Here Is How the Job Market Is Shaking Off Political Troubles
Firings have not increased in the wake of the 16-day partial shutdown of the federal government. Unemployment data is no longer as muddled from Washington’s manufactured political crisis, meaning the Department of Labor’s Thursday release of jobless claim numbers is a much more accurate depiction of the trajectory of the labor conditions than the market has been given for several weeks.
The Bureau of Labor Statistics data showed that in the week ended November 2, initial claims for unemployment benefits decreased by 9,000 to a seasonally adjusted 336,000, the fourth consecutive weekly drop. Still, analysts had been expecting a slightly greater decline to 335,000 new claims.
Jobless claims provide the first look at the employment situation for any given month, but since the weekly figures can be volatile, economists use the four-week moving average to understand wider trends. For most of the past month, the four-week moving average has been rising, but last week, the measure dropped to 348,250, a decrease of approximately 9,250 from the prior week’s 357,500. At the end of September before claims were distorted by California’s technical problems and the government shutdown, the four-week moving average sat at a six-year low of 305,000.
Improvements in the labor market are often hard to see on a week-by-week basis. In the week ended October 19, the total number of people claiming benefits in all programs was 3,958,691, an increase of 74,777 from the previous week. There were 5,078,237 persons claiming benefits in all programs in the comparable week in 2012. Other unemployment data has been mixed for the past several weeks. The number of people continuing to receive jobless benefits increased slightly by 4,000 to 2.87 million in the week ended October 26, while those individuals who have used up traditional benefits and are collecting emergency and extended payments jumped by 65,000 to 1.37 million in the week ended October 19, the most recently available data.
Initial claims data — which serves as a proxy for layoffs — is only one part of the story. Job growth has been comparatively much weaker. Before Washington’s political drama, the number of Americans applying for unemployment benefits had been trending down. But the falling applications was not accompanied by increased hiring as is usual. Hiring has slowed in recent months rather than accelerating. Stepping back to look at the larger picture, the hole left in the jobs market left by the recession is still gaping. More than four million people have been out of work for more than six months and more than 11.5 million in total are looking for a job.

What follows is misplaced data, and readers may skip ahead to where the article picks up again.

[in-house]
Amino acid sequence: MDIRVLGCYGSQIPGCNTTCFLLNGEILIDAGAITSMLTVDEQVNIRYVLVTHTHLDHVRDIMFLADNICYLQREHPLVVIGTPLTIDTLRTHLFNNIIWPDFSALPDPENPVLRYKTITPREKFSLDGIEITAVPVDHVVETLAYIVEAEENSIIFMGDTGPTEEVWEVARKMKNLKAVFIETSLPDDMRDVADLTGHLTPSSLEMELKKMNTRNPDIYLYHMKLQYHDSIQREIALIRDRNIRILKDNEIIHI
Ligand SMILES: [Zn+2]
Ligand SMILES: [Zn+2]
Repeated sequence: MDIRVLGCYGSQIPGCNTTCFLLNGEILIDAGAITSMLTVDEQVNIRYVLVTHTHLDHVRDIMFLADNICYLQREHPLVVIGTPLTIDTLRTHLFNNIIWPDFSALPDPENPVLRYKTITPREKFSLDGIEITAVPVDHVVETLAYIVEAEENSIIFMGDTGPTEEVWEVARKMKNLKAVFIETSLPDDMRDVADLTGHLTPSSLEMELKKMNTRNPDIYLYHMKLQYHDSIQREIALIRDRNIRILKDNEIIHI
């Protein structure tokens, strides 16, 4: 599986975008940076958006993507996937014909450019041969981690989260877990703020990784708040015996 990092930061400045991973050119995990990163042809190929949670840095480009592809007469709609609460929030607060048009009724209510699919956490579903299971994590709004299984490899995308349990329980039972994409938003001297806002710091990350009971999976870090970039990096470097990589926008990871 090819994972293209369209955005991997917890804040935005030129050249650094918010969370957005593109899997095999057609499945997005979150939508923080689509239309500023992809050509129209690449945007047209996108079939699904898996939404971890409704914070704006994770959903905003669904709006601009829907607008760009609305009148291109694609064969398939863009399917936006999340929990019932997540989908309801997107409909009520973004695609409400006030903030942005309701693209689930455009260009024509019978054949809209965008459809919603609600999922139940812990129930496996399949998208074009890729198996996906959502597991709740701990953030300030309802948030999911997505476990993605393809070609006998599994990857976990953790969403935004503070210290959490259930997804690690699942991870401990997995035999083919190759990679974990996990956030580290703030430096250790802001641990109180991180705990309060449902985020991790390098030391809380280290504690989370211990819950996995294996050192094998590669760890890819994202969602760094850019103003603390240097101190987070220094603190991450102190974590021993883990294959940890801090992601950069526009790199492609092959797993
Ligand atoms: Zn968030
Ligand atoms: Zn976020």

“We’re still seeing a very low trend of job destruction, but this is just one side of the equation,” said Raymond James chief economist Scott Brown told Bloomberg. “The big issue for the job market over the last couple of years has not been job losses, it’s really been an issue of job creation, and that’s what we’re waiting for.”
The United States may be waiting for at least another month for hiring to pick up. According to a survey of economists conducted by Reuters, non-farm rolls are expected to have added only 125,000 jobs last month — a marked drop from September’s 143,000 net additions. While it is considered less authoritative than the Department of Labor’s monthly Employment Situation Report, national payroll processor ADP’s October employment report, released at the end of last month, was a dismal precursor to the governments figures, which will be made public on Friday.
Last month’s job creation was shockingly low; economists had expected ADP to report that employers added 150,000 jobs to their payrolls in October, but data showed that payrolls expanded by just 130,000. The Labor Department will release its October jobs report on Friday morning. As long as the labor market improves only modestly and income growth remains relatively stagnant, as it has since the end of the recession in June 2009, many American consumers will continue to be in a difficult position. If American consumers are in difficult position, so is the economy — consumer spending accounts for approximately 70 percent of gross domestic product. Since government and business spending have remained weak, the economy is depending even more on household spending to fuel growth.
However, data suggests that companies should be feeling more confident, and therefore more disposed to expanding their workforces. Excluding September, automobile sales have been strong, the housing market has momentum, and the manufacturing sector has shown signs of accelerating.
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